What does the program require?
Nurse Educator programs usually do not require any prerequisite courses. However, you will still need to have a GPA of 3.0 or higher on a 4.0 scale to be considered for admission. Moreover, you will be asked to submit your current résumé, proof of your nursing license from an accredited institution, a goal statement explaining your desire and ambitions to become a healthcare teacher, three letters of recommendation (one professional and two from academic sources), as well as your transcripts from all post-secondary schools. If you are an international applicant, you will need to have a transcript evaluation, complete several prerequisites, submit proof of licensure in the state of your chosen university and obtain a passing score for a standardized test like TOEFL (Test of English as a Foreign Language).
What will you learn?
A Nurse Educator program is meant to prepare you to become a qualified teacher for nursing students and future healthcare professionals. In doing so, the training will focus on defining course objectives, managing learning experiences and content, planning appropriate lessons, employing various evaluation methods, but also utilizing teaching materials to improve the instruction process and assessing course outcomes and class performance. Additionally, you will learn how to communicate with pupils, how to make use of the current research data available in nursing education, how to design relevant and effective curricula based on your clinical practice and theoretical foundation and how to incorporate technology into it to maximize learning potential.
Particular emphasis will be placed on the key-principles of teaching adult learners, the different strategies you can use to conduct and determine the efficacy of educational experiences (be it lab practice or didactic courses), risk assessment and disease prevention, as well as workforce planning and relationship building. You will learn all about teacher-student communication, standardized testing, evaluation of clinical performance and the different economic and social structures which currently affect the healthcare system. Lastly, you will explore the role of a Nurse Educator during a 120-hour teaching experience.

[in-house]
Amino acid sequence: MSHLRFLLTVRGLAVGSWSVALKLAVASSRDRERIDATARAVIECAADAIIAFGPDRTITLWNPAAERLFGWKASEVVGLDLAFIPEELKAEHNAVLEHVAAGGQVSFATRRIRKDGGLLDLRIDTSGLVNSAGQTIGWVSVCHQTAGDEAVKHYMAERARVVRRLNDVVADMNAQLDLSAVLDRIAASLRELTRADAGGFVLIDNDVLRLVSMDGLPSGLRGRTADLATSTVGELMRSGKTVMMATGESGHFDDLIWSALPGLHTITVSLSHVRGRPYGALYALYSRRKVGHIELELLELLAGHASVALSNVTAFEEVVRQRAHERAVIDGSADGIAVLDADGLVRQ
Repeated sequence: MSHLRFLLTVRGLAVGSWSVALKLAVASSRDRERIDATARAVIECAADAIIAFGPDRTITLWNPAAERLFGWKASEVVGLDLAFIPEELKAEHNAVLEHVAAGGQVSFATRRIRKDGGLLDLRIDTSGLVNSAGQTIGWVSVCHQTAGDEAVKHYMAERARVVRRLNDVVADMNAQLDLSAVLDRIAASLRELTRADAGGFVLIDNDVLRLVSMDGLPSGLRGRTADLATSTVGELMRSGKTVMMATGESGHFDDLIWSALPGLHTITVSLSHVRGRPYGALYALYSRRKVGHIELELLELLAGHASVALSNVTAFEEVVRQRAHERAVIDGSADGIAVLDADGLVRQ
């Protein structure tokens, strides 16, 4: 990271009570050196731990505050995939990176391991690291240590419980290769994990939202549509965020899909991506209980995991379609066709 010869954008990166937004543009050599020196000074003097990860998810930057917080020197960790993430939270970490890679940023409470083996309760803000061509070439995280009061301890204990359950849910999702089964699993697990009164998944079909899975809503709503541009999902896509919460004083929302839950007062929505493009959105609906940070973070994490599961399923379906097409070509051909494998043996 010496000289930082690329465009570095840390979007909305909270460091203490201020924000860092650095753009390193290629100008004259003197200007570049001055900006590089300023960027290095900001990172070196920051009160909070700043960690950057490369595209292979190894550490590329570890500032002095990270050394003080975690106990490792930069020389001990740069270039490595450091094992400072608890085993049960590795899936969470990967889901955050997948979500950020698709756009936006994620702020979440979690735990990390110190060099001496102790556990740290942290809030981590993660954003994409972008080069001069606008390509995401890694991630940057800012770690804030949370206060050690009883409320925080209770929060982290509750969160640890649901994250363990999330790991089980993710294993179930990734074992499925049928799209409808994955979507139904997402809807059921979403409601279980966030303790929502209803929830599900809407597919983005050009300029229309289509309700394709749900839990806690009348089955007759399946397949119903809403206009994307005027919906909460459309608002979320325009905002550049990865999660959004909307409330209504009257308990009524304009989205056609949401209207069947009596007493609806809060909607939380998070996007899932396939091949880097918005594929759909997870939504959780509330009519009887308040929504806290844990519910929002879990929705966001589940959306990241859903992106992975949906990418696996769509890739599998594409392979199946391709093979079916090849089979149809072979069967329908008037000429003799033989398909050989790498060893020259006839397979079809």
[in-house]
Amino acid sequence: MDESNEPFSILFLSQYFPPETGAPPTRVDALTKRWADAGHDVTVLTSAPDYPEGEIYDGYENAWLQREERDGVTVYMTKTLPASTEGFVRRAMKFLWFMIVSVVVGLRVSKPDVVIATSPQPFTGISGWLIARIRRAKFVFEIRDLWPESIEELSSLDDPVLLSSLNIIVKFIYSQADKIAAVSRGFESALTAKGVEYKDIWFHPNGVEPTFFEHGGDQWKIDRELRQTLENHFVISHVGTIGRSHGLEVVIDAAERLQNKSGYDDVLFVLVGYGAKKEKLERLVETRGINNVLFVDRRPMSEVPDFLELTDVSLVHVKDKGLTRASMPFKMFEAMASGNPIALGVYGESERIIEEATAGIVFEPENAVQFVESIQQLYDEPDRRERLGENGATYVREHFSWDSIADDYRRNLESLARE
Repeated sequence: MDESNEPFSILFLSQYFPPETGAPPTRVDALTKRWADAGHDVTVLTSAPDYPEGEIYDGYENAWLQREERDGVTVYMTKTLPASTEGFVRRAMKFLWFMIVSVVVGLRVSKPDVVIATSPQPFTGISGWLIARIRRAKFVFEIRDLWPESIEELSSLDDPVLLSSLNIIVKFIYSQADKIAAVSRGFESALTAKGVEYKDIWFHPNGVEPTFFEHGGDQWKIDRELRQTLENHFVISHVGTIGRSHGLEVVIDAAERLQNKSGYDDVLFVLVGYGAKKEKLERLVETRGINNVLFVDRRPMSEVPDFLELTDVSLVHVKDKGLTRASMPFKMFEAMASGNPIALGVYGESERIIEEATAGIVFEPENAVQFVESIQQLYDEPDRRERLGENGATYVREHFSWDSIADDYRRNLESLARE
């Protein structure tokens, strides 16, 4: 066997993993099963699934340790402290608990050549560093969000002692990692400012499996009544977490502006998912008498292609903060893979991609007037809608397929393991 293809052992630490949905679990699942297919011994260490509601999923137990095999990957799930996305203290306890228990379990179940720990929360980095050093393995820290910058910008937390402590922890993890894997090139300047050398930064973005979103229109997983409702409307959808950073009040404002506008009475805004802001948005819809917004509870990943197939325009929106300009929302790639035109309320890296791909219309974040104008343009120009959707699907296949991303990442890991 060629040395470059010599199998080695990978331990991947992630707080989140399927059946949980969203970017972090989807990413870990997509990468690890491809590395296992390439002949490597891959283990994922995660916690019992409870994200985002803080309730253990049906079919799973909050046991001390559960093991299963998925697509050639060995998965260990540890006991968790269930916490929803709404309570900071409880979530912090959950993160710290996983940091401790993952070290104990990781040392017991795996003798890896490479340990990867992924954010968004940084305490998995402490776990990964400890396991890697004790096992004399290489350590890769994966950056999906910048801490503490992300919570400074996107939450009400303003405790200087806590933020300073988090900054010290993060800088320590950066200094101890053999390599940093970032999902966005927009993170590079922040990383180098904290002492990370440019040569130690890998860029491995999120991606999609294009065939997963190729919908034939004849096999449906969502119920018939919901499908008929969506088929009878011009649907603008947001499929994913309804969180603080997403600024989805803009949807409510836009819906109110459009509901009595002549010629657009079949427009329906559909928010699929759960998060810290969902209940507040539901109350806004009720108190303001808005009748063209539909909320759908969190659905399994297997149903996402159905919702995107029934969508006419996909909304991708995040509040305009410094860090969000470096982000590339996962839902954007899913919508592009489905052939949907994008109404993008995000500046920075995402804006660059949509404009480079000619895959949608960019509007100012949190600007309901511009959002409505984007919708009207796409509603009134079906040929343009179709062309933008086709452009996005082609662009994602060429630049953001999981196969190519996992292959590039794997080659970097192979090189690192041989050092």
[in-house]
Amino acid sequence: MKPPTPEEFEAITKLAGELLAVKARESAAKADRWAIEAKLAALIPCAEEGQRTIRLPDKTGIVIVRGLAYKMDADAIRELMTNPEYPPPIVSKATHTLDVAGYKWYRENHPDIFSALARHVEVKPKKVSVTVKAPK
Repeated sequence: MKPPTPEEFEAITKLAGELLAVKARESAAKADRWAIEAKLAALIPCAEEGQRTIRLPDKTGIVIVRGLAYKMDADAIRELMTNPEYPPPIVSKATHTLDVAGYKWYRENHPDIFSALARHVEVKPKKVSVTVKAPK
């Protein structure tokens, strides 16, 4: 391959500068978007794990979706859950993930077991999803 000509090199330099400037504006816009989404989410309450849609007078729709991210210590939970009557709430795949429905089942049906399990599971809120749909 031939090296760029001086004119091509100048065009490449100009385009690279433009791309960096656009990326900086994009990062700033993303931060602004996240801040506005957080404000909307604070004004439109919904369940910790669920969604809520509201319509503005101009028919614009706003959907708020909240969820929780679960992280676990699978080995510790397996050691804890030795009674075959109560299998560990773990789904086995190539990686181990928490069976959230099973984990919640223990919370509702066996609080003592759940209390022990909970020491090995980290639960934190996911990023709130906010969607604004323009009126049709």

Here are the main courses you will attend during this program:
- Teaching Strategies in Nursing
- Curriculum Theory & Design
- Health Care Quality & Safety
- Philosophy, Theory & Role
- Teaching Practicum
- Evaluation: From Individual to Program
- Teaching Methods
- Assessment of Learning Outcomes
- Advanced Health Assessment
- Advanced Research Methods
- Population Health Management
- Online Teaching and Learning: Development and Instruction
- Scientific Writing
- Advanced Statistics and Data Management
- Nurse Educator Practicum
How long does the program last?
The length of your Nurse Educator program will vary greatly depending on the level of education you are pursuing. If you are earning your Master’s of Science in Nursing with this specialization, then you are looking at 3 to 4 years of training before receiving your certification. On the other hand, if you are enrolled in a bridge program, the completion time may be reduced to 2 years of full-time study. Similarly, if you are part of a doctoral program and working towards earning a DNP (Doctor of Nursing Practice) or a Ph.D. (Doctor of Philosophy) in Nursing, then you are looking at anywhere between 3 and 5 years of learning.
Are there any clinical hours required?
Nurse Educator programs are amongst the very few nursing degree tracks which require little to no clinical hours. Although the exact number depends on the state, school, and certification you are pursuing, you should expect to have to carry out approximately 120 clinical practicum hours for your Nurse Educator training. During this time you will enhance your clinical expertise to have more firsthand experience when teaching your students how to manage rotations and various medical situations in the workplace. You will also conduct lab simulations with your pupils and dedicate most of your teaching practicum to providing them with clinical instruction.
Can you join an online Nurse Educator program?